Dr. Martin Brudermüller (BASF) and Dr. Markus Krebber (RWE), who were joined by Michael Vassiliadis, Chairman of the Mining, Chemical, and Energy Industries Union (IG BCE), presented a project idea that demonstrates how industrial production may become more sustainable and future-proof.
An additional offshore wind farm with a capacity of 2 gigawatts (GW) is planned to provide green electricity to the Ludwigshafen chemical complex and enable CO2-free hydrogen synthesis. The goal is to electrify the current fossil-fuel-based production processes for basic chemicals.
This will entail using CO2-free methods to generate petrochemicals, such as electrically heated steam cracker furnaces. BASF is already developing these technologies in collaboration with partners. The CEOs of BASF and RWE have signed a letter of intent to develop the joint initiative, which covers a wide range of cooperation for the construction of extra renewable electricity capacity and the deployment of innovative climate-protection technology.
“Through electrification and the use of CO2-free hydrogen, we seek to expedite the transition to a CO2-neutral chemical industry,” Brudermüller and Krebber said. “Here, two powerful partners are making climate-friendly transformation and energy transition tangible and concrete,” said Michael Vassiliadis, Chairman of the Mining, Chemical, and Energy Industries Union (IG BCE). We support this huge project since it has the potential to be a symbol for industry’s and its employees’ innovative power. They are shaping the transformation in many places with great passion and expertise. They are deserving of all the help they can get.”
Around 3.8 million metric tons of CO2 emissions might be avoided every year as a result of these efforts, with 2.8 million tons being realized directly at BASF in Ludwigshafen. It demonstrates how the chemical sector can balance environmental protection and competitiveness. The wind farm would not require any governmental subsidies to be built.
“Our future transformation will not be possible unless significant volumes of electricity from renewable sources are available at competitive prices,” said Martin Brudermüller, Chairman of the Board of Executive Directors of BASF SE. Only through imaginative and active collaboration between politics and industry will this mission be accomplished. It also necessitates coordination throughout value chains. We bring together the required prerequisites and the ambition to shape things in our cooperation between RWE as a leading power generation company and BASF as a leading chemical company.”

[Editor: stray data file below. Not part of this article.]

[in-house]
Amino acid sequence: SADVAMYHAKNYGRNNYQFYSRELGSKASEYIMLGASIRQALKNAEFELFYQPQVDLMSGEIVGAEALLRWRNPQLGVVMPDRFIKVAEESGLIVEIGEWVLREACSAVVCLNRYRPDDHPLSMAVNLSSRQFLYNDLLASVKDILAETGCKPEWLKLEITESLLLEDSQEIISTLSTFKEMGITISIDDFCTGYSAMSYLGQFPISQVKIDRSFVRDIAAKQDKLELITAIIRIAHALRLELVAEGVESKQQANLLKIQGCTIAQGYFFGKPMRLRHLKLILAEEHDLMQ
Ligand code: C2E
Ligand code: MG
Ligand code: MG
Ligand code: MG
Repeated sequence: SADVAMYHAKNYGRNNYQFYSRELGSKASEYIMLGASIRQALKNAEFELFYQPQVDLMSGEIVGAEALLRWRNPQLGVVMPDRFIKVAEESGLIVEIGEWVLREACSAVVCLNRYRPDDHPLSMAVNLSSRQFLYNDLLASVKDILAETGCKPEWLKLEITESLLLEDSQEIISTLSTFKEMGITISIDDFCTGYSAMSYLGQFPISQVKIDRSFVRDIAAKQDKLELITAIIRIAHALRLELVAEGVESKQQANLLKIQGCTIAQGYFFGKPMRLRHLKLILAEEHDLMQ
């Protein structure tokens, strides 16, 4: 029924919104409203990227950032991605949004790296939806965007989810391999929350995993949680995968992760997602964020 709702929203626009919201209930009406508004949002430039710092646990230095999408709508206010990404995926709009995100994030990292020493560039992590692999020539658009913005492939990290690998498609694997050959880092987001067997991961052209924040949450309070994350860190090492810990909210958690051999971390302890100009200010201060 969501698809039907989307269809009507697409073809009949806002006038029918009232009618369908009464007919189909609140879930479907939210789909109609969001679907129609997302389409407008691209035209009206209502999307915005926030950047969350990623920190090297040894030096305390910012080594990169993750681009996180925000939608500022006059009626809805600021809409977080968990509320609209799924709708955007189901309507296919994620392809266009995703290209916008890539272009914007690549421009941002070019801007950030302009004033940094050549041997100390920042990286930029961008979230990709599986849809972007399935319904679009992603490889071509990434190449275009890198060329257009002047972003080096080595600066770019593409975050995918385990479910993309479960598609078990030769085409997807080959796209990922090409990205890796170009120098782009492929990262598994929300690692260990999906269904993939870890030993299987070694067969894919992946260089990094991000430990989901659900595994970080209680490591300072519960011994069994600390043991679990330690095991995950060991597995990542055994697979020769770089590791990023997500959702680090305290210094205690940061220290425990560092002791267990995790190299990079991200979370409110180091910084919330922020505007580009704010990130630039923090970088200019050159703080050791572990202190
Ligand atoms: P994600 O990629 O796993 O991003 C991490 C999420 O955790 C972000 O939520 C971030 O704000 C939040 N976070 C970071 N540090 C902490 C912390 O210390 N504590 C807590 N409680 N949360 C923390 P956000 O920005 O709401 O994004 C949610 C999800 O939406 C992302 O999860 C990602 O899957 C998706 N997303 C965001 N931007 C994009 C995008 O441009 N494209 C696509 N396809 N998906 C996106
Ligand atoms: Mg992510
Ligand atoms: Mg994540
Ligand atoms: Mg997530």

“Coupling a new offshore wind farm already in the development stage to an industrial customer like BASF, who will convert its output to green power and hydrogen on this basis, would be a first for Germany,” said Markus Krebber, CEO of RWE. The implementation of our idea would mark a significant step forward in the expansion of renewable energy sources. Of course, there are still some unanswered questions, but we want to go forward as quickly as possible. This is how the energy transition will be shaped.”
A competent regulatory framework will be required to carry out this proposal. Policymakers have stated that they intend to considerably enhance renewable energy expansion targets and speed capacity increases. For this to work, there will need to be a tendering process for offshore project sites that are only expected to be used after 2030, according to existing plans. These sites should be earmarked particularly for tenders focused on industrial transformation processes, according to the companies. Another major consideration is that green electricity should be exempt from the EEG tax. Furthermore, there is currently no regulatory framework in place for the production of CO2-free hydrogen.
BASF and RWE demonstrate how a well-planned restructuring of Germany’s industrial sector may be successful with the project presented today. “We are convinced: climate-neutral industrial production ‘made in Germany’ keeps value added and jobs in Germany, and opens up new export potential for new technologies,” Brudermüller and Krebber said.